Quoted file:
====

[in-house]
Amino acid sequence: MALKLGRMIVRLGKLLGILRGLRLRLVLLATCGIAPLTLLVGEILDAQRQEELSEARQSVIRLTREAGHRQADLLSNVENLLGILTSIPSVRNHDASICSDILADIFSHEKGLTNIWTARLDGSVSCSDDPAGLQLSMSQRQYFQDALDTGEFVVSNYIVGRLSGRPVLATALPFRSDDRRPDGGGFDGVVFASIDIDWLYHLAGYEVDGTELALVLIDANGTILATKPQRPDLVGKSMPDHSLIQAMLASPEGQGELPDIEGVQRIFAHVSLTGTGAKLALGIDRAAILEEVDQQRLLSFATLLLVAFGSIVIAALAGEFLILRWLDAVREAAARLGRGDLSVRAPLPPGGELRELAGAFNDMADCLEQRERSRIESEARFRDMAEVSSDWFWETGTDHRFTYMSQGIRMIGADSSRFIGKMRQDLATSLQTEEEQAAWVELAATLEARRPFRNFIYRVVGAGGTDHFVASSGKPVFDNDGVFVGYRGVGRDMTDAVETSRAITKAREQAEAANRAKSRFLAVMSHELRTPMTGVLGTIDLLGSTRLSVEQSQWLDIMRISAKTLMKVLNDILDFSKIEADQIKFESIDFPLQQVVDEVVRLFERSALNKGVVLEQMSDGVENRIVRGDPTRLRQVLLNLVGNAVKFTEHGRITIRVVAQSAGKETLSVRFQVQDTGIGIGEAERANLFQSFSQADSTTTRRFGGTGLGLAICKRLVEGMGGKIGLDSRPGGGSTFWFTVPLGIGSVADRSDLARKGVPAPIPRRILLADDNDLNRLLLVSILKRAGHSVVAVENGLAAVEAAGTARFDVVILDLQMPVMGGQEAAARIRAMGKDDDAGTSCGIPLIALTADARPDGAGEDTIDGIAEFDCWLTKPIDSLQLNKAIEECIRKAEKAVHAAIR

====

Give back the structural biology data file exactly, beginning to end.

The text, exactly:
[in-house]
Amino acid sequence: MALKLGRMIVRLGKLLGILRGLRLRLVLLATCGIAPLTLLVGEILDAQRQEELSEARQSVIRLTREAGHRQADLLSNVENLLGILTSIPSVRNHDASICSDILADIFSHEKGLTNIWTARLDGSVSCSDDPAGLQLSMSQRQYFQDALDTGEFVVSNYIVGRLSGRPVLATALPFRSDDRRPDGGGFDGVVFASIDIDWLYHLAGYEVDGTELALVLIDANGTILATKPQRPDLVGKSMPDHSLIQAMLASPEGQGELPDIEGVQRIFAHVSLTGTGAKLALGIDRAAILEEVDQQRLLSFATLLLVAFGSIVIAALAGEFLILRWLDAVREAAARLGRGDLSVRAPLPPGGELRELAGAFNDMADCLEQRERSRIESEARFRDMAEVSSDWFWETGTDHRFTYMSQGIRMIGADSSRFIGKMRQDLATSLQTEEEQAAWVELAATLEARRPFRNFIYRVVGAGGTDHFVASSGKPVFDNDGVFVGYRGVGRDMTDAVETSRAITKAREQAEAANRAKSRFLAVMSHELRTPMTGVLGTIDLLGSTRLSVEQSQWLDIMRISAKTLMKVLNDILDFSKIEADQIKFESIDFPLQQVVDEVVRLFERSALNKGVVLEQMSDGVENRIVRGDPTRLRQVLLNLVGNAVKFTEHGRITIRVVAQSAGKETLSVRFQVQDTGIGIGEAERANLFQSFSQADSTTTRRFGGTGLGLAICKRLVEGMGGKIGLDSRPGGGSTFWFTVPLGIGSVADRSDLARKGVPAPIPRRILLADDNDLNRLLLVSILKRAGHSVVAVENGLAAVEAAGTARFDVVILDLQMPVMGGQEAAARIRAMGKDDDAGTSCGIPLIALTADARPDGAGEDTIDGIAEFDCWLTKPIDSLQLNKAIEECIRKAEKAVHAAIR